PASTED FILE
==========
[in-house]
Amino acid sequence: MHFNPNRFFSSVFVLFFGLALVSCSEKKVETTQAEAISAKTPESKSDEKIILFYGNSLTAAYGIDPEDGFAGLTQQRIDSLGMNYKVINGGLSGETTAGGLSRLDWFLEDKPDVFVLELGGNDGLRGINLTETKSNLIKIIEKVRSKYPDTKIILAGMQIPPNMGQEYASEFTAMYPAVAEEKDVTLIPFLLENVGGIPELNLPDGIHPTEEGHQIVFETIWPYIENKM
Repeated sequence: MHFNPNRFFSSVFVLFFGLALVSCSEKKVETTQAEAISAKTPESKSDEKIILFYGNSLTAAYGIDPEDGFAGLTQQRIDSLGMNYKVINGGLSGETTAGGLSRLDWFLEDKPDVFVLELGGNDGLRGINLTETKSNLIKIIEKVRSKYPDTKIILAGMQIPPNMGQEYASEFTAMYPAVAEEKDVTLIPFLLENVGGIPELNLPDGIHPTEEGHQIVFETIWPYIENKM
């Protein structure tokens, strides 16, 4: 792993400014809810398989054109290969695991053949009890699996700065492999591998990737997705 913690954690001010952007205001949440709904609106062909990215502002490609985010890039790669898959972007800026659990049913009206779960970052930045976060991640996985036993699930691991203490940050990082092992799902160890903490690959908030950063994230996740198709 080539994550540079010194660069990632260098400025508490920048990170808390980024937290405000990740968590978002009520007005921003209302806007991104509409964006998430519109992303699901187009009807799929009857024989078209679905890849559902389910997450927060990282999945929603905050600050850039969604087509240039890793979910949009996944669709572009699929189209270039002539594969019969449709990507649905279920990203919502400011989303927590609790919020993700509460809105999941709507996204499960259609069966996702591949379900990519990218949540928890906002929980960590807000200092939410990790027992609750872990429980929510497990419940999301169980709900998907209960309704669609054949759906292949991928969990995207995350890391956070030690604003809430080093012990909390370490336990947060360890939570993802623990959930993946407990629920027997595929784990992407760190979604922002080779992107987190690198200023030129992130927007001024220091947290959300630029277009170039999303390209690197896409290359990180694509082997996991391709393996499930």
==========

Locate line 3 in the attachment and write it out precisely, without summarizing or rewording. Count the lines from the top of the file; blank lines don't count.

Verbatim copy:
Repeated sequence: MHFNPNRFFSSVFVLFFGLALVSCSEKKVETTQAEAISAKTPESKSDEKIILFYGNSLTAAYGIDPEDGFAGLTQQRIDSLGMNYKVINGGLSGETTAGGLSRLDWFLEDKPDVFVLELGGNDGLRGINLTETKSNLIKIIEKVRSKYPDTKIILAGMQIPPNMGQEYASEFTAMYPAVAEEKDVTLIPFLLENVGGIPELNLPDGIHPTEEGHQIVFETIWPYIENKM